Register for Development in an Era of Covid-19

Professor Joseph K. Assan is on the faculty of the Sustainable International Development Program at the Heller School at Brandeis and is the Lead Investigator on Resilience, Poverty Reduction and Development at the Center for Global Development and Sustainability. He also serves as an Editor of CASTE: A Global Journal on Social Exclusion. Before Brandeis, he was Assistant Professor of Development Practice at Trinity College Dublin where he acted as the associate director of the Masters in Development Practice. He has served as the Director of the International Development Program at the University of Liverpool and has worked as a project officer with organizations including the Global Hunger Project (Ghana Office). Assan is a popular speaker at academic and policy conferences discussing policy strategies for Africa’s growth, livelihoods and reducing inequality.

Fulfilling the Promise of 40 Acres: African American Reparations in the Twenty-First Century

Saturday April 10th, 2021
10 am - 12 noon EDT
Professor William A. Darity Jr. (Samuel DuBois Cook Professor of Public Policy, Duke University) and
Kirsten Mullen (folklorist)
Discussant: Professor Chad Williams (Chair, African and African American Studies, Brandeis University)
Moderator: Dr. Roy DeBerry '70, MA'78, PhD'79 (Voices from the Mississippi Hill Country)

Today’s black-white wealth gap originated with the unfulfilled promise of 40 acres in 1865. The payment of this debt in the 21st century is feasible—and at least 156 years overdue. In their award-winning book, From Here to Equality: Reparations for Black Americans in the Twenty-First Century, William Darity Jr. and A. Kirsten Mullen advance a general definition of reparations as a program of acknowledgment, redress, and closure. Acknowledgment constitutes the culpable party’s admission of responsibility for the atrocity; admission should include recognition of the damages inflicted upon the enslaved and their descendants and the advantages gained by the culpable party. Redress constitutes the acts of restitution; the steps taken to “heal the wound.” In this context, it means the erasure of the black-white wealth gap. Closure constitutes an agreement by both the victims and the perpetrators that the account is settled.


Professor William A. (“Sandy”) Darity Jr. is the Samuel DuBois Cook Professor of Public Policy, African and African American Studies, and Economics and the director of the Samuel DuBois Cook Center on Social Equity at Duke University. He was the founding director of the Research Network on Racial and Ethnic Inequality at Duke. Darity’s research focuses on inequality by race, class and ethnicity, stratification economics, schooling and the racial achievement gap, North-South theories of trade and development, skin shade and labor market outcomes, the economics of reparations, the Atlantic slave trade, and the social-psychological effects of exposure to unemployment. His most recent book, co-authored with A. Kirsten Mullen, is From Here to Equality: Reparations for Black Americans in the Twenty-First Century (2020).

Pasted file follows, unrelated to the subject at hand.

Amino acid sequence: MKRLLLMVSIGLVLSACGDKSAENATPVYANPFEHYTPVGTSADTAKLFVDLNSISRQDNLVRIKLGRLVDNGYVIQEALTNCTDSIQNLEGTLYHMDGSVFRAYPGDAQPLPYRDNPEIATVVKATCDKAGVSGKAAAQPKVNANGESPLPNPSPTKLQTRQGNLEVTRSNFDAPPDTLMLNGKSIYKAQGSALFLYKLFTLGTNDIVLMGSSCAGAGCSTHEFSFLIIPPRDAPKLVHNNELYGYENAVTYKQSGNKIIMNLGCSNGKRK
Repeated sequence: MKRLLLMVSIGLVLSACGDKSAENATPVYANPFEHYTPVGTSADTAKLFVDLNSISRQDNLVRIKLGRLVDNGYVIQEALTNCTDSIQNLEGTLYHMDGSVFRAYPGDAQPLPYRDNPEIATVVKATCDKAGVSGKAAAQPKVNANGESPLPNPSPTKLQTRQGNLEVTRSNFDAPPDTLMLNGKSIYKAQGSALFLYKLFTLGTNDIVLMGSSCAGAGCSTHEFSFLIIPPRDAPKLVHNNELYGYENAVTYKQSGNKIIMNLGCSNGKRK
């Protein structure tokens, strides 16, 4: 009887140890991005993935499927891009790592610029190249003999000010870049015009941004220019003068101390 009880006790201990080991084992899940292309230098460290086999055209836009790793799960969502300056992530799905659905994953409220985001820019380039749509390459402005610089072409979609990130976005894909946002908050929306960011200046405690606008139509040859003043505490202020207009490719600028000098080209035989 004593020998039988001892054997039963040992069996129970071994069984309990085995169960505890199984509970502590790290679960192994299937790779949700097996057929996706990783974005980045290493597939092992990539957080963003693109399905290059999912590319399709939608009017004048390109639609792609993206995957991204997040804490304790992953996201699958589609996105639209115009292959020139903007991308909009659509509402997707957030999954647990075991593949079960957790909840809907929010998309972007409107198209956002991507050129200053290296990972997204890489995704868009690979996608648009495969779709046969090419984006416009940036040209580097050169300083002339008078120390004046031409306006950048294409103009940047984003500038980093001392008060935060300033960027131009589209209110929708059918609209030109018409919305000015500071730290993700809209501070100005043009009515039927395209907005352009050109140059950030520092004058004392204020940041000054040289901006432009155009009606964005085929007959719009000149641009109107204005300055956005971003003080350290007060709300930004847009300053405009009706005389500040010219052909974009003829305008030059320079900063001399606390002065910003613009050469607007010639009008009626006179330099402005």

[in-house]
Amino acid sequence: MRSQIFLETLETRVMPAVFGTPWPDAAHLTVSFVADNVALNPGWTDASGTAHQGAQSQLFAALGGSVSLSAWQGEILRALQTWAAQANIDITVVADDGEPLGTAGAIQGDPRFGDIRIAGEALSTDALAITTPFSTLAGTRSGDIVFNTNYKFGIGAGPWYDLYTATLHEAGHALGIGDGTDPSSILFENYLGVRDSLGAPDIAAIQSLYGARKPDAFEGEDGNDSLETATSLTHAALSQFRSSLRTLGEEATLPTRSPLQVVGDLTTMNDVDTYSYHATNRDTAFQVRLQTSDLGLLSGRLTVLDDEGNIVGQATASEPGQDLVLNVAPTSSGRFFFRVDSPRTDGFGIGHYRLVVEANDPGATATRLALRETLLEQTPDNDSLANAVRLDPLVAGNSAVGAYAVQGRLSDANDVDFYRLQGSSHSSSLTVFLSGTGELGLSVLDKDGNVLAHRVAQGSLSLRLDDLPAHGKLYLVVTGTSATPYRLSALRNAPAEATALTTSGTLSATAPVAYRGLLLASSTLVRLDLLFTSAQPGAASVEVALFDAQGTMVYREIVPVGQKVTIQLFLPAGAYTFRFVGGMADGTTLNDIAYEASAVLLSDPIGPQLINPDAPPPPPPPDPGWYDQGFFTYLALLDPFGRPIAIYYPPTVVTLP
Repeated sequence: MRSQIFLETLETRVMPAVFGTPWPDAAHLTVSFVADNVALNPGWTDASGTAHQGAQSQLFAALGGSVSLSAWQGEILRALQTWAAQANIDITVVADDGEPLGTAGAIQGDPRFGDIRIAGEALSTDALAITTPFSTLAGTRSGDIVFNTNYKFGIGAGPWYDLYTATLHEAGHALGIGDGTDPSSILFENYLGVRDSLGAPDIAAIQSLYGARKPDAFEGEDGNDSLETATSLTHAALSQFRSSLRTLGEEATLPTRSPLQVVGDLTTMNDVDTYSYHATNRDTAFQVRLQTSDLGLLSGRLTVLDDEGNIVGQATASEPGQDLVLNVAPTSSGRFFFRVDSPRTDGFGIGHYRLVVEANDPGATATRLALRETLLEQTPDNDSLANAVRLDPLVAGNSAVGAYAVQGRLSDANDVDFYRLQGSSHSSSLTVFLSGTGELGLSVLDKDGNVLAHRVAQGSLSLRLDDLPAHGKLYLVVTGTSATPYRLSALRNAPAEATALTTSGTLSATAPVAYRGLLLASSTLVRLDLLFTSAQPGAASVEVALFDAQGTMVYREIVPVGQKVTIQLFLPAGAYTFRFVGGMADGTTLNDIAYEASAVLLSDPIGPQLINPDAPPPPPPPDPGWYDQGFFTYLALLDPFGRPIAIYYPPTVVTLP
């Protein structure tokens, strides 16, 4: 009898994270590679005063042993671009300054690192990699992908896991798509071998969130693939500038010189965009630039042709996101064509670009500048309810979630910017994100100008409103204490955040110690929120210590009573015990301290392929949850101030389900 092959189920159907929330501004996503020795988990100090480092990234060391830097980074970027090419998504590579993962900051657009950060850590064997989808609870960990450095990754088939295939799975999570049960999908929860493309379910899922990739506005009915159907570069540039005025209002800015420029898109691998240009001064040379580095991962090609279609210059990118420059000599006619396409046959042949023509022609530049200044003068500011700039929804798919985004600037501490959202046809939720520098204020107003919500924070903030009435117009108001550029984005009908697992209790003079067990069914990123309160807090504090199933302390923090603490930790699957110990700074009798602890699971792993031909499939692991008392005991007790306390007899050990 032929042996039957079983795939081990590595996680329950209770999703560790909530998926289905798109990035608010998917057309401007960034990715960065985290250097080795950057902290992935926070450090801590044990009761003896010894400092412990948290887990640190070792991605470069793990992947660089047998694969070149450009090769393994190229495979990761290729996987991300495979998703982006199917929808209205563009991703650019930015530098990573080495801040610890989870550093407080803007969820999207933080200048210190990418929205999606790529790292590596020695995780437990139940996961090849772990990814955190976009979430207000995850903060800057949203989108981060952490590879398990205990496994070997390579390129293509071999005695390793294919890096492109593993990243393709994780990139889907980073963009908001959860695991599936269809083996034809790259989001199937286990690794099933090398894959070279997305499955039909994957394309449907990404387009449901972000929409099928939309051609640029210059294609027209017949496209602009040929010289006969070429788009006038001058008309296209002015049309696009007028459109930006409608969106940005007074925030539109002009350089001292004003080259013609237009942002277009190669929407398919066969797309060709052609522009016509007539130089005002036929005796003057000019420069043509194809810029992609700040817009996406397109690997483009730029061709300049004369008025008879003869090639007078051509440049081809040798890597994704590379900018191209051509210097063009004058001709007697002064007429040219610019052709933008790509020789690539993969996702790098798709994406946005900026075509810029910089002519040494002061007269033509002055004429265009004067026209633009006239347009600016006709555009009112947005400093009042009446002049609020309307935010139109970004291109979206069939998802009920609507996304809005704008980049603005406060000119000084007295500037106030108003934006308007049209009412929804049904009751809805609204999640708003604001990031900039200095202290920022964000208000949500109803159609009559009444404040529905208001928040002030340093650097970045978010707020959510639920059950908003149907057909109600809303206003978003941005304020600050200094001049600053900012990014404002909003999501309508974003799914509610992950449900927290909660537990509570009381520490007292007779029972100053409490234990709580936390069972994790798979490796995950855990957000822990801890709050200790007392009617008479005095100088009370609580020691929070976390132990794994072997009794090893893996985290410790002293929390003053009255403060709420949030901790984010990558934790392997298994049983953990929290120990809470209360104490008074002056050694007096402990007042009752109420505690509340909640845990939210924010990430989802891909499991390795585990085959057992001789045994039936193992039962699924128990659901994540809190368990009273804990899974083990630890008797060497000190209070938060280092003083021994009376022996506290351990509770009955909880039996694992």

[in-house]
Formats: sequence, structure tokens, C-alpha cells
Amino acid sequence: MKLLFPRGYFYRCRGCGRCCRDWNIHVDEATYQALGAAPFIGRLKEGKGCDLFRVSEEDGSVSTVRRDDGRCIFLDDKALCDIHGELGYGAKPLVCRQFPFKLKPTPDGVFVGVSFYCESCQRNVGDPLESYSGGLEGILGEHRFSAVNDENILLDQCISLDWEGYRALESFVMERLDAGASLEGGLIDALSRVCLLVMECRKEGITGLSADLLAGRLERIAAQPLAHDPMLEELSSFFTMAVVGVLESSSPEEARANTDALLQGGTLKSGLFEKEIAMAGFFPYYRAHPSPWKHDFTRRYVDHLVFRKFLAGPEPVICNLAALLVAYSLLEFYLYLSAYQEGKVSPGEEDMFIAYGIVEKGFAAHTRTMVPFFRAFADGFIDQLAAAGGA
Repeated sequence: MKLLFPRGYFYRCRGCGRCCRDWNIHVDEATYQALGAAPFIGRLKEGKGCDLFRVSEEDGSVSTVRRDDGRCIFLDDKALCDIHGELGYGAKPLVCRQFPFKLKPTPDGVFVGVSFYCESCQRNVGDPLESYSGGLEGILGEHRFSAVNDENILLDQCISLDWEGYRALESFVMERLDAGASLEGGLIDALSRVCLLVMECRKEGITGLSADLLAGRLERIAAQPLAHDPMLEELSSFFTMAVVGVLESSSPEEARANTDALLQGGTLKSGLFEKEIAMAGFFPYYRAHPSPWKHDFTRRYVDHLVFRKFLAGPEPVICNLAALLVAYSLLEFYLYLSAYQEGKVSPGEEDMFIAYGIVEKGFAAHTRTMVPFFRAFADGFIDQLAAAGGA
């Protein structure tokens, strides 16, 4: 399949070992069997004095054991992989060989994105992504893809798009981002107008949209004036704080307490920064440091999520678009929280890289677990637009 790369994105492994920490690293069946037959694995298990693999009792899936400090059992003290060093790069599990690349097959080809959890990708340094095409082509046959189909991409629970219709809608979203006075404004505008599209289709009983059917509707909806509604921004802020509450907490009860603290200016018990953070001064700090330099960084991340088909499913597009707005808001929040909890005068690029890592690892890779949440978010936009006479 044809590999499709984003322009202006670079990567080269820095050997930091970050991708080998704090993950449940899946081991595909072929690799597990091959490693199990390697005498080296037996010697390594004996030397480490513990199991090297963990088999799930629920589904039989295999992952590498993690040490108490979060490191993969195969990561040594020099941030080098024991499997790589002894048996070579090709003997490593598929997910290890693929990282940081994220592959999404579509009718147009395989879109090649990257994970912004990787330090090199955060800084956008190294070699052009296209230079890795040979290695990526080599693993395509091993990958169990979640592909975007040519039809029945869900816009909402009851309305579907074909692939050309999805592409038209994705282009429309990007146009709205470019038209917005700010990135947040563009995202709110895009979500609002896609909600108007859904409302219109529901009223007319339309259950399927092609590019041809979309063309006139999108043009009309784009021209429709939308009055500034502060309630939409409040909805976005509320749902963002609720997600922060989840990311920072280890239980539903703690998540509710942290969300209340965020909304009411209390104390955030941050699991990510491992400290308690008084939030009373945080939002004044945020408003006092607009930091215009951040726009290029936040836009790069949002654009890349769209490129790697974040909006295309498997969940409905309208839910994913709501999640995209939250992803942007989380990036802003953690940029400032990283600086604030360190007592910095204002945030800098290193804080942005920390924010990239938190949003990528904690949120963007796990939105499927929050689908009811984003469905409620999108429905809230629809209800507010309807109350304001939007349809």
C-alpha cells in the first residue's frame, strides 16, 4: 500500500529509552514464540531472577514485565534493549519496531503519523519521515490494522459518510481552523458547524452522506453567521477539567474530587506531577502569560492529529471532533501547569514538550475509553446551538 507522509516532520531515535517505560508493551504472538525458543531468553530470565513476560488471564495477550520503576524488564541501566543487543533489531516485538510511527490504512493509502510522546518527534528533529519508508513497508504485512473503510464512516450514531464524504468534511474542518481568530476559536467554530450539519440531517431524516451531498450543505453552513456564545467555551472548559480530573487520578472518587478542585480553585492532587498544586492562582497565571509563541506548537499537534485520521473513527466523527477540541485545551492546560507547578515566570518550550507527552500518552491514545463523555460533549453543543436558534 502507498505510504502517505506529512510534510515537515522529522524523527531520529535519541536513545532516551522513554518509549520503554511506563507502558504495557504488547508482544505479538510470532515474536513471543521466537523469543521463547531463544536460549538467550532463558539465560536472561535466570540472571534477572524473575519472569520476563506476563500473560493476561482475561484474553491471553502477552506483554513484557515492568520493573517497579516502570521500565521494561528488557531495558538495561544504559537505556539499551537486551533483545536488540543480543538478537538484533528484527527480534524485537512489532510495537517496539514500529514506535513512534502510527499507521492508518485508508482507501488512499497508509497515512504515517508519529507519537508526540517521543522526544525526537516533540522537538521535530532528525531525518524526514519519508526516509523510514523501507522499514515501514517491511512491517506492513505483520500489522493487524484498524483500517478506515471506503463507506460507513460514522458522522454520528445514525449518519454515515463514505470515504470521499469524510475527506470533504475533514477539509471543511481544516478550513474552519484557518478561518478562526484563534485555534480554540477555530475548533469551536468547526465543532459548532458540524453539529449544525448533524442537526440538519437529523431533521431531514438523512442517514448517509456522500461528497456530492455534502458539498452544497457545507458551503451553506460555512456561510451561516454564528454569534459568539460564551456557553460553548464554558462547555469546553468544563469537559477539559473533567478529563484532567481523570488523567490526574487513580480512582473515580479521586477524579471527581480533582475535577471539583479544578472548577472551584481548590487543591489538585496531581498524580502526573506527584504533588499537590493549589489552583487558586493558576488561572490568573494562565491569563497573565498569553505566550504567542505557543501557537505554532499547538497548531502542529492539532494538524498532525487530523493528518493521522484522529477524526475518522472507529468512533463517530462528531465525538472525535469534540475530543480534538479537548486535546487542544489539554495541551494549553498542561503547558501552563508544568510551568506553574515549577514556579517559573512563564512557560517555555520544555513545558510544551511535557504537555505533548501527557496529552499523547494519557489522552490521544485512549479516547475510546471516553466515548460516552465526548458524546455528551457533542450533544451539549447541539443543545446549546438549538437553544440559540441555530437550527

A. Kirsten Mullen is a folklorist and the founder of Artefactual, an arts-consulting practice, and Carolina Circuit Writers, a literary consortium that brings expressive writers of color to the Carolinas. She was a member of the Freelon Adjaye Bond concept development team that was awarded the Smithsonian Institution’s commission to design the National Museum of African American History and Culture. As a faculty member with the Community Folklife Documentation Institute, she trained students to research and record the state’s African American musical heritage. Her writing includes “Black Culture and History Matter” (The American Prospect), which examines the politics of funding black cultural institutions. She and William A. Darity, Jr. are the authors of From Here to Equality: Reparations for Black Americans in the Twenty-First Century (2020).